“What distinguishes a natural disaster from a violation from human rights is that, in the latter situation, we are capable of moving along the chain of causation, from the situation of the malnourished of the hungry to specific acts or abstentions by duty-holders,” he said.
It is up to individual countries to outline their plans regarding the right to food, the independent expert said. “At the same time, the international community must ensure that an enabling environment is created, allowing such national strategies to flourish, and providing financial and technical assistance where needed.”
The independent expert also called for stepped-up efforts to assist the agriculture sector in developing nations, in the face of soaring input prices.
“We must feed the hungry now, but we must also prevent famines from occurring tomorrow,” he pointed out.
The Council later adopted a resolution by consensus expressing its grave concern at the worsening global crisis.
It called on States – both individually and though cooperation and assistance – and others to make every effort to ensure the realization of the right to food as an essential human rights objective.
In a related development, poor countries relying on food imports are expected to spend 40 per cent more on food this year than they did last year, according to a new report by the UN Food and Agriculture Organization (FAO).
According to the latest Food Outlook, this year’s food import bill for the Low Income Food Deficit Countries (LIFDSs) is forecast to reach $169 billion this year.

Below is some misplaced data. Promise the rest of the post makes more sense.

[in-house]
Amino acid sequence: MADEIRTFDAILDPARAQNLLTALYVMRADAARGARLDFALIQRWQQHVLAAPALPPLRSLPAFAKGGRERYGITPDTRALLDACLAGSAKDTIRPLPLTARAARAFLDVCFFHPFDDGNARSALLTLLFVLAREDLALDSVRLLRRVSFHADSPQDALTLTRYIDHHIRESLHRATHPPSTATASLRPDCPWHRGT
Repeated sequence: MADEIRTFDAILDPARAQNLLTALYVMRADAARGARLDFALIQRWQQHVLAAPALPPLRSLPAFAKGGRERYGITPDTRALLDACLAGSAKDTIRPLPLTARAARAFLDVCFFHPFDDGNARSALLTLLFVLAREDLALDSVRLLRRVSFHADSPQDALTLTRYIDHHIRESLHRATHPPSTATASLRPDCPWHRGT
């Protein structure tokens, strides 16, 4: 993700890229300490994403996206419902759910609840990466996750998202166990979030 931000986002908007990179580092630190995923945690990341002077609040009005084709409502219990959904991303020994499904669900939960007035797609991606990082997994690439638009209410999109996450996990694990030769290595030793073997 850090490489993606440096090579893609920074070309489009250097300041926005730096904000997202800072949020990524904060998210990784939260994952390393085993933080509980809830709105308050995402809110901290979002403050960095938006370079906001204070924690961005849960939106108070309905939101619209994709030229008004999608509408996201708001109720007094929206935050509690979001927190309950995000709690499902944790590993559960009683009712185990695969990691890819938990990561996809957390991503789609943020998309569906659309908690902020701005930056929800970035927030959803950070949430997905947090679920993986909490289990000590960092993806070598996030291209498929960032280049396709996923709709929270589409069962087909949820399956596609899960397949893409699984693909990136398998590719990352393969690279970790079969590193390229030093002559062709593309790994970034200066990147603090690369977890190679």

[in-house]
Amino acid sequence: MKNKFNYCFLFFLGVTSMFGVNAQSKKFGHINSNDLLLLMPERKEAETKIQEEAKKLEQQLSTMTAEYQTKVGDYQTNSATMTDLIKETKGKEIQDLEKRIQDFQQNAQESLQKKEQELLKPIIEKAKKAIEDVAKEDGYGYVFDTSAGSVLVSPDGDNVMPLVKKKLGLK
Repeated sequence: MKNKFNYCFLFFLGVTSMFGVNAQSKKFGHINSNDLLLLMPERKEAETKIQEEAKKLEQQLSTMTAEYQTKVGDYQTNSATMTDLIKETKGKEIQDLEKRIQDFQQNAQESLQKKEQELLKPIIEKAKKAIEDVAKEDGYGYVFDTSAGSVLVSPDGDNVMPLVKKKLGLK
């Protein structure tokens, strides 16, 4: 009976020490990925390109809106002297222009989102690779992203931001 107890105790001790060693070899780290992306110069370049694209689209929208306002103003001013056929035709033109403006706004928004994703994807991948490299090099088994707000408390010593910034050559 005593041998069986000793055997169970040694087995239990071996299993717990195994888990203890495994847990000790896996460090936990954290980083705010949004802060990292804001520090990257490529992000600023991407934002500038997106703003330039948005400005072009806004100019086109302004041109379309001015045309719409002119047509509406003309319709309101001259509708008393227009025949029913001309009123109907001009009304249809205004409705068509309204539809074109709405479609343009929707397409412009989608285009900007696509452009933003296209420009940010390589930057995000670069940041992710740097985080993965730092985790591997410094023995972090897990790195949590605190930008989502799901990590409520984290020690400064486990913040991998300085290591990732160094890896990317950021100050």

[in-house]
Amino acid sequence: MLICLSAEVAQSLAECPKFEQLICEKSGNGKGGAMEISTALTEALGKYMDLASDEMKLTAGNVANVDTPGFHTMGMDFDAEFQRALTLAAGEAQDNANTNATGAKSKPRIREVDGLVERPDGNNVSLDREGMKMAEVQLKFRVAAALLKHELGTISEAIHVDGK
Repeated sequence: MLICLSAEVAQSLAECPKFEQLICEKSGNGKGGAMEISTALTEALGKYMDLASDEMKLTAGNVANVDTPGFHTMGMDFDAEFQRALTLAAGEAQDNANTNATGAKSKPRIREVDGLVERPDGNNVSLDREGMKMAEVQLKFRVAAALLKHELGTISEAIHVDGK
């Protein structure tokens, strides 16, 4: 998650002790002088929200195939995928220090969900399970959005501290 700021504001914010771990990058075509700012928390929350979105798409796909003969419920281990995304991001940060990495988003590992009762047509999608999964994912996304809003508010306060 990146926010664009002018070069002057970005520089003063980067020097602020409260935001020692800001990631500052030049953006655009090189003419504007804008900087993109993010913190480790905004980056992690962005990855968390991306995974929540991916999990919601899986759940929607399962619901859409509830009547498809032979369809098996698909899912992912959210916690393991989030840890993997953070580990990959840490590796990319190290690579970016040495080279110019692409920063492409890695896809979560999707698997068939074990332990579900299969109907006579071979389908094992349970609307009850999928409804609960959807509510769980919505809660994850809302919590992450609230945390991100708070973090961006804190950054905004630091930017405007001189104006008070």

FAO characterized this as a “worrying development,” noting that by the end of this year imports could cost four times as much as they did in 2000.
“Food is no longer the cheap commodity that it once was,” said the agency’s Assistant Director-General Hafez Ghanem, stressing that soaring food prices will likely exacerbate the food deprivation suffered by 854 million people. “We are facing the risk that the number of hungry will increase by many more millions of people.”
Although the global production outlook is favourable, this is unlikely to translate into the decline of many agriculture commodities because of the need to replenish stocks and rising utilization.
FAO predicts record cereal production this year, but tight markets will result in continued price volatility. (UN News Centre)

Skyrocketing prices continue to threaten the right to food, UN expert says

10 September 2008 – The global food crisis caused by soaring prices is jeopardizing the right to food, and any potential solution to the problem must be viewed through the lens of human rights, an independent United Nations expert said today.
Presenting his latest report to the Human Rights Council in Geneva, Olivier De Schutter, the Special Rapporteur on the right to food, said that international assistance and cooperation are key to achieving that right under international human rights law.
Speculation in the futures market of primary agricultural commodities is one of the factors responsible for driving up the cost of food, he said.
The expert pointed out the role of agrofuel production in food price volatility. But discussions of whether production of the fuels should be halted or promoted in the best interests of farmers should be guided by the consideration of human rights, he added.